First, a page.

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I know that Hydrogen is "happy" with two electrons and it doesn't follow the octet rule, but for the other three elements mentioned that are outliers, how many electrons do they look for to be more stable when bonding ionically?
Unlike covalent bonding where they share their electrons, in ionic bonding, the elements with high electronegativty like Oxygen and Flourine pull the electrons from He, Li, Be. So oxygen for example would satisfy the octet rule becoming an anion while the metal would become a cation.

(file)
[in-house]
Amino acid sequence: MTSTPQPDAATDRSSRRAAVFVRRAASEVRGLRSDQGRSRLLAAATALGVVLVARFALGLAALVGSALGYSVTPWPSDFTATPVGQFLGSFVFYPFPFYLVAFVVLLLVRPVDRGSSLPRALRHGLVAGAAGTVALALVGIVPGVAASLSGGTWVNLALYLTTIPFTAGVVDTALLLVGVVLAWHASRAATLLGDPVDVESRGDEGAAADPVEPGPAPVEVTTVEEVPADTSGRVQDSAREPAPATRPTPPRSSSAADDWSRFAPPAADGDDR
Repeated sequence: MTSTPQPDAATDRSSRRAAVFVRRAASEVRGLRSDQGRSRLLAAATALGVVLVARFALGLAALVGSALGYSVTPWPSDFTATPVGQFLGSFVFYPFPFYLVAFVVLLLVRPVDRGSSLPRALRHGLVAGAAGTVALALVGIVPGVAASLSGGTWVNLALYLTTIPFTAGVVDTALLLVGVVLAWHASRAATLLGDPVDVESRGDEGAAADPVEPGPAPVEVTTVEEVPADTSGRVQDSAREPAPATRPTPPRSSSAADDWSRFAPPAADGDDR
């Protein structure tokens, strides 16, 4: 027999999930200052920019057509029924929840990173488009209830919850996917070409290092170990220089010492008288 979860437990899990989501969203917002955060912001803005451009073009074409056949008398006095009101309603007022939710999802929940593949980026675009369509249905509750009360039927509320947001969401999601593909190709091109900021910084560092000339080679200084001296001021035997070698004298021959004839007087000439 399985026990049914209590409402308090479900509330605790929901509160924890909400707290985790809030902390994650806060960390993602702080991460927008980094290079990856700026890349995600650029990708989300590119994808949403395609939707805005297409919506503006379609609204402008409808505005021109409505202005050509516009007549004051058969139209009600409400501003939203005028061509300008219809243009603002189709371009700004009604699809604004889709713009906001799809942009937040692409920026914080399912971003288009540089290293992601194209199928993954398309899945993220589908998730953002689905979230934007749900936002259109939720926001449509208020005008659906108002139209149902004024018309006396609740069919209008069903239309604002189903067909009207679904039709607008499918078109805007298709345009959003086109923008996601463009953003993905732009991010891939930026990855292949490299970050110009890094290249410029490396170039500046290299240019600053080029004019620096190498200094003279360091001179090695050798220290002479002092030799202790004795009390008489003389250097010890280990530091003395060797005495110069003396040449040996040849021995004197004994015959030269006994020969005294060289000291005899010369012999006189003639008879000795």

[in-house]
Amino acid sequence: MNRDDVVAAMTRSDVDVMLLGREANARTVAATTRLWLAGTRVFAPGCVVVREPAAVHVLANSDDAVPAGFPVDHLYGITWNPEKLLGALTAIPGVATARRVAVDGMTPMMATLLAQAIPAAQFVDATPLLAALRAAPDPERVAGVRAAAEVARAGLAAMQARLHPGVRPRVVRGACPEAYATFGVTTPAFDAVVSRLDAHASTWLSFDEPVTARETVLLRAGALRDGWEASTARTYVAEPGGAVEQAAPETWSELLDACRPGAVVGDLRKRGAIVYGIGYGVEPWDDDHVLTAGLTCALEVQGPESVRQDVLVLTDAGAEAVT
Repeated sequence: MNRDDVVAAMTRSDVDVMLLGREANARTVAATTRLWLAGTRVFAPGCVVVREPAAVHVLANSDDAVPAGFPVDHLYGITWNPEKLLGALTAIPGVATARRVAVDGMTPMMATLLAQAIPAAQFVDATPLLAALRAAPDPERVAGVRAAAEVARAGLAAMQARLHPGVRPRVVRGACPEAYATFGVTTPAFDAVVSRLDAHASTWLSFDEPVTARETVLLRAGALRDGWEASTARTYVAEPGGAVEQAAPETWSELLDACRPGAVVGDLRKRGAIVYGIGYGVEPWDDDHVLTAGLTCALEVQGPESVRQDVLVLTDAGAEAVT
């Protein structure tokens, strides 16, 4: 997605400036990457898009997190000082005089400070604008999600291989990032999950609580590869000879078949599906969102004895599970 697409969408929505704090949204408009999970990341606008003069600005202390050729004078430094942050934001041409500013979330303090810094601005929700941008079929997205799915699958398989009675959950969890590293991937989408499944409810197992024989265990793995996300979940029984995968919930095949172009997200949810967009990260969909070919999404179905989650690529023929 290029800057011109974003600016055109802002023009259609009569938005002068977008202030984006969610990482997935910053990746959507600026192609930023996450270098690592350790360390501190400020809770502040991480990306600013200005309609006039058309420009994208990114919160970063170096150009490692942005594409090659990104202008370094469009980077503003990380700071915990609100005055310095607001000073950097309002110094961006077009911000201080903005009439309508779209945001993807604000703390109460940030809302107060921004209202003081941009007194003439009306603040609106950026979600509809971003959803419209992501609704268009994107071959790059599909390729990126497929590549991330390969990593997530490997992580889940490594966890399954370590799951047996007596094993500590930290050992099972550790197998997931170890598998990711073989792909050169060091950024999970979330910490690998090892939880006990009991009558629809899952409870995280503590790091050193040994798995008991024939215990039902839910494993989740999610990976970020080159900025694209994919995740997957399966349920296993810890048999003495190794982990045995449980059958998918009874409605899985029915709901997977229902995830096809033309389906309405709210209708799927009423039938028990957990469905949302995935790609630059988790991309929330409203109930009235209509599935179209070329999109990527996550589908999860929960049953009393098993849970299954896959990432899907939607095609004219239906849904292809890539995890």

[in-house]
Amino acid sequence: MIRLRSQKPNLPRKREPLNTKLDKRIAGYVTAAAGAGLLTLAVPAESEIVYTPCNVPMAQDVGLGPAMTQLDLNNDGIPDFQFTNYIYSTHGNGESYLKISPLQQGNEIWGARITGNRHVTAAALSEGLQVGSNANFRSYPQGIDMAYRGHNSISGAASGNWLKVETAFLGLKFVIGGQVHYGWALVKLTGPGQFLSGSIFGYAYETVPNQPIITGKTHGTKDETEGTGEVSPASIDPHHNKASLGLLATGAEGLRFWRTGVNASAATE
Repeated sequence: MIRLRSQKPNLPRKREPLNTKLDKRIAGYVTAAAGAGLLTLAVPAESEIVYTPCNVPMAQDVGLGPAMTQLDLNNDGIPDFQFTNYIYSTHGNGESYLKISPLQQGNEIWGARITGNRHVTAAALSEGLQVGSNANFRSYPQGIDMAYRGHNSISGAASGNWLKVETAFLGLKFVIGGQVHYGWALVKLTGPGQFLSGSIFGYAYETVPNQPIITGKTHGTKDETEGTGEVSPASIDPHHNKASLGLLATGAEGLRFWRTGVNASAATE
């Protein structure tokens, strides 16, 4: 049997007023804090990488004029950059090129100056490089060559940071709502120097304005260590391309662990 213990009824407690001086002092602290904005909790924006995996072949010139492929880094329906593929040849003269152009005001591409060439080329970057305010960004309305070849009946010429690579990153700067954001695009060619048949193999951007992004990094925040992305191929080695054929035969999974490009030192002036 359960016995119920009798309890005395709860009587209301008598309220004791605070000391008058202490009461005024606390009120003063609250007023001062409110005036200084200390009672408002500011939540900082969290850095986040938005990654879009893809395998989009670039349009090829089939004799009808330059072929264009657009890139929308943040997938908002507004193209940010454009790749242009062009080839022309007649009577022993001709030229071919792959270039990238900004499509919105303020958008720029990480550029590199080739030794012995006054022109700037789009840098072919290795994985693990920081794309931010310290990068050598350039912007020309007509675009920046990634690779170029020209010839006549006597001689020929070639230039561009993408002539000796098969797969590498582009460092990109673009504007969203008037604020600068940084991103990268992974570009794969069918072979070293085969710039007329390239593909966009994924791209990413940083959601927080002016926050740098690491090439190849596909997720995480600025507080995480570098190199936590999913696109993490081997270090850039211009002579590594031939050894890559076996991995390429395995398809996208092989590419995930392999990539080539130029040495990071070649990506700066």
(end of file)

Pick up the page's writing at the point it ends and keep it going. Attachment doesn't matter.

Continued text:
Two exceptions to the octet rule are hydrogen and helium, which both have room for only two electrons in their valence shell. Because they both only have one shell, the first shell has only one s orbital and no p orbital, so it holds only two electrons (which is when helium and hydrogen are most stable). Another exception, Lithium (with three protons and electrons), is most stable when it gives up an electron. Other exceptions include boron and aluminum, which are very stable with only six valence electrons.
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